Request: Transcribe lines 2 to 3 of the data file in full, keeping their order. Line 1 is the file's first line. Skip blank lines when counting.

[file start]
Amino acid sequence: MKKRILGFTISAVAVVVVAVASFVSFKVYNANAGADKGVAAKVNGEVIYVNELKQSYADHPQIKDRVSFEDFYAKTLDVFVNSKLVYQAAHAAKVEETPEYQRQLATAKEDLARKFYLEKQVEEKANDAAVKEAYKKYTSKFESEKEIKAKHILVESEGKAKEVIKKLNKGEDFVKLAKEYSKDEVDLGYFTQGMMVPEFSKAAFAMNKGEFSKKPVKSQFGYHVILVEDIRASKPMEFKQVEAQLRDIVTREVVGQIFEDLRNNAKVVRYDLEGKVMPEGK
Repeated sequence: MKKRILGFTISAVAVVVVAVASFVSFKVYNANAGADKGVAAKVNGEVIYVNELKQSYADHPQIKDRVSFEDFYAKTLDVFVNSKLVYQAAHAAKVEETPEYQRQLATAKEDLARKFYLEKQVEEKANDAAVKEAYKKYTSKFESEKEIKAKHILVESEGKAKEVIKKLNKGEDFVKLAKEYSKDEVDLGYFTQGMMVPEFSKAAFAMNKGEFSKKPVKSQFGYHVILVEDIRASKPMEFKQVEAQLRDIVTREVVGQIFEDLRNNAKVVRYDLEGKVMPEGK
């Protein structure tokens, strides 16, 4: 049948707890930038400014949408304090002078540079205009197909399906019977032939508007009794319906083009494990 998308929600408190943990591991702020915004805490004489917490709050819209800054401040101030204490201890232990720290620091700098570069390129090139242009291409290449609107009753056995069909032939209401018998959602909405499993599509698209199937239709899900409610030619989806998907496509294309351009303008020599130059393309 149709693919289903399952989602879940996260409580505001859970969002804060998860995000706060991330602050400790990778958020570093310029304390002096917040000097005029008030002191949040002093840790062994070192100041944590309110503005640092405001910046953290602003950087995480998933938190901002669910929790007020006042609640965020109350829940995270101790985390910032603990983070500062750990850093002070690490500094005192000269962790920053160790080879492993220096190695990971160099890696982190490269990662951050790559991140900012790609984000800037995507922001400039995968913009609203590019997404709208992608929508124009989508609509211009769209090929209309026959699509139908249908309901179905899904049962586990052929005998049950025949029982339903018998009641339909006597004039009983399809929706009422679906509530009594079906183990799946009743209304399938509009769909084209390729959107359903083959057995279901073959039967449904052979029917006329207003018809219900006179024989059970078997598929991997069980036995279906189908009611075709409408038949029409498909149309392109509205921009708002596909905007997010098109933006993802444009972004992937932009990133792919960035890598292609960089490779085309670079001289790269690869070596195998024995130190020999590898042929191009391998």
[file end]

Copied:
Repeated sequence: MKKRILGFTISAVAVVVVAVASFVSFKVYNANAGADKGVAAKVNGEVIYVNELKQSYADHPQIKDRVSFEDFYAKTLDVFVNSKLVYQAAHAAKVEETPEYQRQLATAKEDLARKFYLEKQVEEKANDAAVKEAYKKYTSKFESEKEIKAKHILVESEGKAKEVIKKLNKGEDFVKLAKEYSKDEVDLGYFTQGMMVPEFSKAAFAMNKGEFSKKPVKSQFGYHVILVEDIRASKPMEFKQVEAQLRDIVTREVVGQIFEDLRNNAKVVRYDLEGKVMPEGK
């Protein structure tokens, strides 16, 4: 049948707890930038400014949408304090002078540079205009197909399906019977032939508007009794319906083009494990 998308929600408190943990591991702020915004805490004489917490709050819209800054401040101030204490201890232990720290620091700098570069390129090139242009291409290449609107009753056995069909032939209401018998959602909405499993599509698209199937239709899900409610030619989806998907496509294309351009303008020599130059393309 149709693919289903399952989602879940996260409580505001859970969002804060998860995000706060991330602050400790990778958020570093310029304390002096917040000097005029008030002191949040002093840790062994070192100041944590309110503005640092405001910046953290602003950087995480998933938190901002669910929790007020006042609640965020109350829940995270101790985390910032603990983070500062750990850093002070690490500094005192000269962790920053160790080879492993220096190695990971160099890696982190490269990662951050790559991140900012790609984000800037995507922001400039995968913009609203590019997404709208992608929508124009989508609509211009769209090929209309026959699509139908249908309901179905899904049962586990052929005998049950025949029982339903018998009641339909006597004039009983399809929706009422679906509530009594079906183990799946009743209304399938509009769909084209390729959107359903083959057995279901073959039967449904052979029917006329207003018809219900006179024989059970078997598929991997069980036995279906189908009611075709409408038949029409498909149309392109509205921009708002596909905007997010098109933006993802444009972004992937932009990133792919960035890598292609960089490779085309670079001289790269690869070596195998024995130190020999590898042929191009391998």